The Ultimate Act of Generosity

comments 30
Course Ideas / Reflections

What I value most in the present time is the willingness to understand one another, in the absence of value judgments, efficacy assessments and deconstructions of validity, and I find this is an increasingly precious commodity. I see a lot of derision with respect to those who are different, a lot of over-simplistic explanations for another person’s views that allow for ready dismissal, and a lot of opinion masquerading as obvious fact or truth.

The human interaction that pains me is when I witness one human being scoff at the mention of another, as if to say, “He’s one of those types.”

In suggesting not only that there are reasons worth understanding at work in the hearts and minds of people who voted for President Trump, but that without understanding and honoring them we are stating a willingness to lose another human being—to accept and perhaps even embrace a drawn battle line—the tables are quite frequently turned and I’m made into a supporter of President Trump. The retort is that if you don’t draw the line somewhere, you’re sort of a fool. There is always something so valuable, so sacred, so necessary on the line that a concession cannot be made. Not for that. Or the assertion is made that a particular viewpoint is so ignorant, so hateful, so ridiculous, the people who share it don’t matter. They’re actually the problem.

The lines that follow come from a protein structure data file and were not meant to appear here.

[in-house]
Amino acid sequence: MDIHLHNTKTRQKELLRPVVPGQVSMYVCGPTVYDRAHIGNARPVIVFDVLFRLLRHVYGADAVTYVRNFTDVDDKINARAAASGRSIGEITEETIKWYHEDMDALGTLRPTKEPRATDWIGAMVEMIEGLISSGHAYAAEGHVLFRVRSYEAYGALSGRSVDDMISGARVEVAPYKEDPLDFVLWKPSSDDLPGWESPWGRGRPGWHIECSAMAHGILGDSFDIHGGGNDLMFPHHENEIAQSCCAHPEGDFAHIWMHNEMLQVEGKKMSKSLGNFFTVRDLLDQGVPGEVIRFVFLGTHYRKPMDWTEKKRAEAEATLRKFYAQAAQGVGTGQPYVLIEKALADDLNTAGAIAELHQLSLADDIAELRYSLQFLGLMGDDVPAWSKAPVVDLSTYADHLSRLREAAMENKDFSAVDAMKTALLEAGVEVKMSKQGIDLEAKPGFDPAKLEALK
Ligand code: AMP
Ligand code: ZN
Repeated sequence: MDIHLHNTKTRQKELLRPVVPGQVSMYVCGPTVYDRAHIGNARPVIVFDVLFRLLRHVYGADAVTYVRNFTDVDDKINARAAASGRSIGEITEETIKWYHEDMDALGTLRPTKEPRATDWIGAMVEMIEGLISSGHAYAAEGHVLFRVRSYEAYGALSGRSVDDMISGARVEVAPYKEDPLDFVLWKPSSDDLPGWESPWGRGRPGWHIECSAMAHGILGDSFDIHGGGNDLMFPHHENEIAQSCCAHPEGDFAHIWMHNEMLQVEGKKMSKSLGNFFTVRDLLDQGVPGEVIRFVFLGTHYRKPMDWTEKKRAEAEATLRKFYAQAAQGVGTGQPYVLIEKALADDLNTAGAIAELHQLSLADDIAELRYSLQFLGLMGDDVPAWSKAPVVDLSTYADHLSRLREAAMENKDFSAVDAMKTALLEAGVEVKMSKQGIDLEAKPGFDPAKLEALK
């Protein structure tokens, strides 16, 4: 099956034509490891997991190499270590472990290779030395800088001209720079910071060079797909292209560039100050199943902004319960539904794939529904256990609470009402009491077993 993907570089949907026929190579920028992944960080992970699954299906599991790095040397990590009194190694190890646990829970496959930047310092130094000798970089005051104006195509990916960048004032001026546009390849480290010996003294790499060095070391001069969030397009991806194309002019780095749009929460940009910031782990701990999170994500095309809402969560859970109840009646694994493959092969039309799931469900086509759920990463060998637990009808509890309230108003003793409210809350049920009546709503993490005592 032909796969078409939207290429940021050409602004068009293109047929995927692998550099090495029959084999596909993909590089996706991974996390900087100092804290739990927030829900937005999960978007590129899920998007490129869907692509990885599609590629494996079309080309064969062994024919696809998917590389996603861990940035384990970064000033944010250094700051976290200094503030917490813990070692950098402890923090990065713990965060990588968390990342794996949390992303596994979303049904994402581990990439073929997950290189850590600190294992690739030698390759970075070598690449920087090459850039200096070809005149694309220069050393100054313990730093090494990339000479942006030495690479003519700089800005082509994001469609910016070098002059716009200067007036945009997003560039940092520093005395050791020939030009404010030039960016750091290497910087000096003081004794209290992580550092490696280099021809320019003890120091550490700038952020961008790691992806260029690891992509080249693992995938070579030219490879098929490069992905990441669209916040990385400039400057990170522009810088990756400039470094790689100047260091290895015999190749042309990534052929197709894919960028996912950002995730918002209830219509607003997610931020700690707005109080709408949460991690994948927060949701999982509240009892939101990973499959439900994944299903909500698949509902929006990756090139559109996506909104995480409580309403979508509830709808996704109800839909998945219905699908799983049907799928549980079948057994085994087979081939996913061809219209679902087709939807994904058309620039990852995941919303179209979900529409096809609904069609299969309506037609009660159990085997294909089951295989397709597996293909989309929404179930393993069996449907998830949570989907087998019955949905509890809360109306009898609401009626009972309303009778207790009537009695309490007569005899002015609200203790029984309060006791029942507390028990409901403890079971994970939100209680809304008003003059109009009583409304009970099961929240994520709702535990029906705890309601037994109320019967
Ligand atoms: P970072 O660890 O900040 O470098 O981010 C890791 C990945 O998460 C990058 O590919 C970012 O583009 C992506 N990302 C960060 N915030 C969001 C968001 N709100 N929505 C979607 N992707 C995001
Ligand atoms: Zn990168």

It works the other way, too. I use President Trump as an example because it is currently applicable. But the precise same statements could be made about some who harbor a contemptuous dislike of supporters of the Progressive movement, or of the libertarians, or the greens. Or of those who believe in a particular religion, or of those who do not. Or of those who think a particular policy at the office is a good one, or of those who do not. Or of those who lobby for a particular subsidy, law, tariff, right-of-way, public good, or what have you.

What is lost in the shuffle here is whether or not the loss of a person matters—because I make no mistake about this, the closure of one heart to another human is an attempt to notch a person out of the world. It is a profound rift, a scar that cuts through all of us. This statement doesn’t compute in every worldview, and is not necessarily defensible, but it exists at the heart of who I am. I wouldn’t be the same person without this understanding.